What would modern Australia look like without China? The Australian Financial Review, 25 November 2016
Over recent years, there’s been no shortage of commentary on China from the glass-half-empty brigade. So it’s sometimes useful to ask the basic question: what would Australia be like today had China not opened its economy in 1978?
Based just on merchandise exports, Australia’s economy would be almost 5 per cent smaller. That’s $8,000 less for every Australian household every year.
Prices would be higher. Since 2007, the price of goods we import from China has fallen 20 per cent while the price of goods we produce at home has increased by 20 per cent.
Our universities would be nearly $6 billion poorer each year. They would educate almost 100,000 fewer students.
Our tourism sector would earn $6 billion less each year with 1.2 million fewer visitors visiting our attractions, eating in our restaurants and buying our souvenirs.
If China had remained in autarky, Australia would have had no mining boom, and not much of a dining boom. I’m guessing that if we removed from your home every item bearing a ‘Made in China’ sticker, you’d think you’d been robbed.
Let’s go further still, and imagine what Australia would be like in a world without China. There would be no Chinese New Year celebrations. No books by Jung Chang, Sun Tzu or Cao Xueqin. No art works by Luo Zhongli, Ai Weiwei or Li Jin. Among the inventions to come out of China are paper, printing, gunpowder, the compass, lacquer, acupuncture, dominoes, public service exams, kites and nail polish. And that’s before we get to Chinese food. What would life be like without dumplings?
Luckily this is not the Australia we live in today. But when extremists denounce free trade, oppose immigration and promote inward-looking societies this is presumably the sort of Australia they long for. But very rarely do we hear such politicians articulate what the costs of disengaging from the world would be to our economy and our society.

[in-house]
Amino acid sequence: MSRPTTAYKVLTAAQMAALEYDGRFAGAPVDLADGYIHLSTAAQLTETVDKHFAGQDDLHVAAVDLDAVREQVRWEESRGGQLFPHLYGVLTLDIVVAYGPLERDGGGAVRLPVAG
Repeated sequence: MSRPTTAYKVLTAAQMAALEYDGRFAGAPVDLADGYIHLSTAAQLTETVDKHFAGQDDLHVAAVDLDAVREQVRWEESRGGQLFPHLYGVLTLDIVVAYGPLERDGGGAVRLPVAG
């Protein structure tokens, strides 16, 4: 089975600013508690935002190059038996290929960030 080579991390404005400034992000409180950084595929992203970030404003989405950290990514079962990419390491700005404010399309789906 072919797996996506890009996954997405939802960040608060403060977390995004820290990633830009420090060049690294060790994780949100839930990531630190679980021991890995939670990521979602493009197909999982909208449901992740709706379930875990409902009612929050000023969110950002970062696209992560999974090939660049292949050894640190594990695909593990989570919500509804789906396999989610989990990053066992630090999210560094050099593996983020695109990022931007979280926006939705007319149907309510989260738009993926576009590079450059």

Xenophobia is on the rise. Its success is built on the same strategy: purveyors of hatred appeal to people’s darkest fears, arguing that voters can have whatever they want with no cost. But as the ancient Western proverb goes: there’s no such thing as a free lunch.
Take trade as an example. Analysing data from 40 countries, economists Pablo Fajgelbaum and Amit Khandelwal found that free trade increases the purchasing power of the rich by 28 per cent. But more importantly it increases the purchasing power of the poor by 63 per cent. The cost of abandoning free trade is that many people on an average income could no longer afford the clothes they wear, the smartphones they love, the furniture in their house, the cars they drive or the petrol they put in them. Far-right wing politicians rarely discuss these costs when they advocate abandoning free trade or slapping tariffs on Chinese imports.
This is also true for immigration. A 2014 OECD analysis found that migrants contribute more in taxes and social contributions than they receive in individual benefits and can provide a net benefit of up to 2 percent of national income to the public purse. Australia’s skilled migration program helps to curb the growth in the cost of health care, higher education and technology services.
But international engagement isn’t just about trade and immigration. It is about working together to solve global problems. On climate change, Australia and China are working together to deliver ambitious commitments under the Paris agreement. There are opportunities to share Australia’s experiences on many of the complex environmental issues that China is facing like tailoring engineering solutions to address water scarcity and promoting sustainable agriculture. There are untapped opportunities to export Australia’s fresh, clean and safe agricultural produce for consumption by a growing Chinese middle class.
International collaboration benefits Australia, China and the rest of world immensely. Tackling challenges like human rights and adherence to international maritime law is best done through engagement, not withdrawal. Extremists risk reversing the progress that has been made and making all of us worse off. As the Chinese proverb goes, ‘the person who says it can’t be done should not interrupt the person who is doing it’. Let’s hope the far right hears this message.
Andrew Leigh is the Shadow Assistant Treasurer. This is an edited extract of a speech launching the Australian Centre on China in the World’s latest China Story Yearbook and first appeared in the Australian Financial Review on Friday, 25 November 2016.